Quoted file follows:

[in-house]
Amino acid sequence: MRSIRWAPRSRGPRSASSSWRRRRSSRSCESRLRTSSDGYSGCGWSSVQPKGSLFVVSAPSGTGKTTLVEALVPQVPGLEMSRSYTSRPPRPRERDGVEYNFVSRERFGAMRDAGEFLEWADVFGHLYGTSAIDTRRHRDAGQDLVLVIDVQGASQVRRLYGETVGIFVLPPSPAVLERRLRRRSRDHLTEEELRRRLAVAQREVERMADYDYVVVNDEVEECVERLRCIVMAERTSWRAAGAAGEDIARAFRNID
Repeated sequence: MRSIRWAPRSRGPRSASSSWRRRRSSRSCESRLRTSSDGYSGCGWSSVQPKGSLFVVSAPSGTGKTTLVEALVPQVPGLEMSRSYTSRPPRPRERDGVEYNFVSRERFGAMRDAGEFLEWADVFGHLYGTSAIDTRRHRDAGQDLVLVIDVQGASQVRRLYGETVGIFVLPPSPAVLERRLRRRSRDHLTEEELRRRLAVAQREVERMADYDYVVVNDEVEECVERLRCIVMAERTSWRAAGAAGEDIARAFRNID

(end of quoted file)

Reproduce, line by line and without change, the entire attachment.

[in-house]
Amino acid sequence: MRSIRWAPRSRGPRSASSSWRRRRSSRSCESRLRTSSDGYSGCGWSSVQPKGSLFVVSAPSGTGKTTLVEALVPQVPGLEMSRSYTSRPPRPRERDGVEYNFVSRERFGAMRDAGEFLEWADVFGHLYGTSAIDTRRHRDAGQDLVLVIDVQGASQVRRLYGETVGIFVLPPSPAVLERRLRRRSRDHLTEEELRRRLAVAQREVERMADYDYVVVNDEVEECVERLRCIVMAERTSWRAAGAAGEDIARAFRNID
Repeated sequence: MRSIRWAPRSRGPRSASSSWRRRRSSRSCESRLRTSSDGYSGCGWSSVQPKGSLFVVSAPSGTGKTTLVEALVPQVPGLEMSRSYTSRPPRPRERDGVEYNFVSRERFGAMRDAGEFLEWADVFGHLYGTSAIDTRRHRDAGQDLVLVIDVQGASQVRRLYGETVGIFVLPPSPAVLERRLRRRSRDHLTEEELRRRLAVAQREVERMADYDYVVVNDEVEECVERLRCIVMAERTSWRAAGAAGEDIARAFRNID